Chapter OneGOD'S GUIDE
1. Have you ever been lost?
What were you looking for when you were lost?
How did you lose your way?
What was the first thing you tried, to find your way again?
2. Check out Psalm 1 and list four things someone like you should do (or not do) to
Do not walk-
Do not stand-
Do not sit-
Delight in and think about the-
3. Your friend wants to go over to her boyfriend's house without her parents knowing. So
she calls you and tells you that she's coming over to do homework. Her parents think
she'll be at your house-only she'll really be at her boyfriend's house.
What principle(s) from Psalm 1 would you break if you asked her to tell you more about
What principle(s) would you break if you helped your friend with her scheme?
What potentially negative things could happen if you helped her out?
What might happen if you chose to not go along with your friend's plan?
If you decided to follow God's guidelines, what would you say to your friend?
4. Think of a negative situation that you or your friends could encounter (it should
involve a moral dilemma of some kind such as shoplifting, gossiping, lying, fighting, doing drugs, and so on). On a scale below, indicate with an X how easy it would be for
you to not get involved in the situation.
When it comes down to it, youth workers help kids to
choose to live like God would want them to. This
TalkSheet gives your students a clear picture of the
two roads they can follow in life-one God's way and
one their way-and the consequences that can
result with each one.
Show a photograph of (or describe) someone your
students would recognize as an outstanding success
in some field, such as athletics. Then do the same
for a vile criminal. You'll be able to find plenty of
these in a newspaper of on-line news source. How
do your kids think these people came to a point of
such fame (or infamy)? Point out that it's possible
for each person in the room to become the world's
greatest athlete or the foulest criminal. The choices
they make in life will lead them down certain paths.
What paths have these people in the pictures chosen?
How did they choose the path they chose?
Launch into the TalkSheet discussion by pointing out
that the Bible gives some good advice on how to
choose the right path in life.
The discussion, by numbers
1. Break your group into pairs or trios for this one.
When the groups have finished their discussions, have students share their answers to the
TalkSheet's question with the entire class. You
may want to jot the principles involved on a
whiteboard: "I ran off in the wrong direction,"
"People missed a landmark," or "People stopped
to ask directions." Point out how each relates to
going the wrong way or finding the right way.
2. Discuss the principles Psalm 1 gives for making
wise and godly decisions. Verse 1 speaks against
lending an open ear to tempting words, following
others into sin, and mocking (ridiculing or ignoring)
God. The second verse talks about the wisdom
of basing decisions on God's wisdom, found
in the Bible. There are promises-both positive
and negative-made in verses 3-6. List the biblical
principles for wise decision-making on the
whiteboard in preparation for the next item.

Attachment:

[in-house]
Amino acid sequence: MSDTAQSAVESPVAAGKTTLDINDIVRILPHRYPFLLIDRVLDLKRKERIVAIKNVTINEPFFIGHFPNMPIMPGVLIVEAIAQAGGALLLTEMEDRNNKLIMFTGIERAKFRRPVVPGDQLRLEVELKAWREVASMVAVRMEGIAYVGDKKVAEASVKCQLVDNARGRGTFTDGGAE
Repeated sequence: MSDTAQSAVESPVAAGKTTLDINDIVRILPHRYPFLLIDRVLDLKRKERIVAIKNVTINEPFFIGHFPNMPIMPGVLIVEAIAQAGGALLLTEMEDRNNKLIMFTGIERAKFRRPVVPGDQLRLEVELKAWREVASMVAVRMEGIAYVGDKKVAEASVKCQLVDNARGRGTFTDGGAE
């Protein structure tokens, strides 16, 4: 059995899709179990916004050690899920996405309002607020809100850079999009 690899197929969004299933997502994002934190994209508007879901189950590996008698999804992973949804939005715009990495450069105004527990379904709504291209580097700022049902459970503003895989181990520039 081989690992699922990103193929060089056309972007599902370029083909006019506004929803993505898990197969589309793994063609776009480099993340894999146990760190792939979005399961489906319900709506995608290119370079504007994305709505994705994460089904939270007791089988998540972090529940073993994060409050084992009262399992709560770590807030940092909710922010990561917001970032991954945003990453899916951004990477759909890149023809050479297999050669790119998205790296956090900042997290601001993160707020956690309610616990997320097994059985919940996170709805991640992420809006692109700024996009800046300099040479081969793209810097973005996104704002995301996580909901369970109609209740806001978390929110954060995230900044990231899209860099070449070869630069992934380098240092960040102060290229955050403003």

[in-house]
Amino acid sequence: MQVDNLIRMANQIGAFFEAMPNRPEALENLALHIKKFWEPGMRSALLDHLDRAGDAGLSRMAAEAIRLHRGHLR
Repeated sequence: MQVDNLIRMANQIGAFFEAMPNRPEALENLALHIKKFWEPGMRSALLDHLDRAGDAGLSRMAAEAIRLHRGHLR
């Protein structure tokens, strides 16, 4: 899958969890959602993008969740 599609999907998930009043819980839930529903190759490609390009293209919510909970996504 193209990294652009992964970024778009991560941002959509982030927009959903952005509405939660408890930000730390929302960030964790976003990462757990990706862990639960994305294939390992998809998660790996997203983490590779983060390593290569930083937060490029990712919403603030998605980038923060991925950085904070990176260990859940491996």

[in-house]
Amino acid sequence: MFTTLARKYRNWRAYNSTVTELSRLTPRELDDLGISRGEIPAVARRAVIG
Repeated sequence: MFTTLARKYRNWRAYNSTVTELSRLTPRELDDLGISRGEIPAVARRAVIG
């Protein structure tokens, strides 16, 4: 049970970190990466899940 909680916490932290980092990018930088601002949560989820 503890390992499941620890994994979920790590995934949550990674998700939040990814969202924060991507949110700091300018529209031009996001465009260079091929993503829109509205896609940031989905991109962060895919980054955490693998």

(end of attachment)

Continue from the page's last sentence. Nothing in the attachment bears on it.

3. How did your group respond to this situation? You
may want to write some of the pros and cons
down on a whiteboard or poster board. Point out
that any seemingly harmful things can have devastating
results. For example, how would this situation
seem if you knew your friend was going to
have sex with her boyfriend? What if you knew
they'd be drinking or doing drugs? What if you (or
your parents) would be held responsible for your
friend if anything happened to her?
4. It's sometimes easy for teenagers to see a bad
situation-but much harder to stay away from
those situations. If you don't want to ask for specific
rankings, ask where the group where they
think teenagers in general would rank. How about
teenagers in the church? Do they think it's easier
to resist a bad situation, or get involved? Why or
How are your kids struggling in their walk with God?
You may want to talk about what is hard about staying
on the same path as God. To get them thinking,
ask which "road sign" they need to keep their eyes
out for. For example, do they need to yield more to
God? Stop to think of the consequences? Examine
their lives to think if they're going the wrong way?
Point out that road signs protect drivers. What road
signs does God put up in people's lives to keep
them out of danger?
Have your students make a map of their spiritual
journey-of life's journey. What has their road
looked like? Has it been bumpy? Have there been
detours along the way? What about mountains of
achievement or success in their lives? You may
want to have them label the highs and lows along
the way and if they feel comfortable, to share a
few examples. Point out that everyone's road is
bumpy-there are very few easy roads!
How does Psalm 1 apply to the media today and
the society that your kids live in? You may want to
spend some time talking with your kids about
Christians in the world today. Are Christians
involved in the music, TV, or movie industry
blessed by God? If so, how? How does the media
portray Christians? Is Christianity portrayed as
good or bad? Take some time to talk about the
struggles of sticking to God's ways when there are
so many other distraction. Finally, what do your
kids think God would say about this psalm and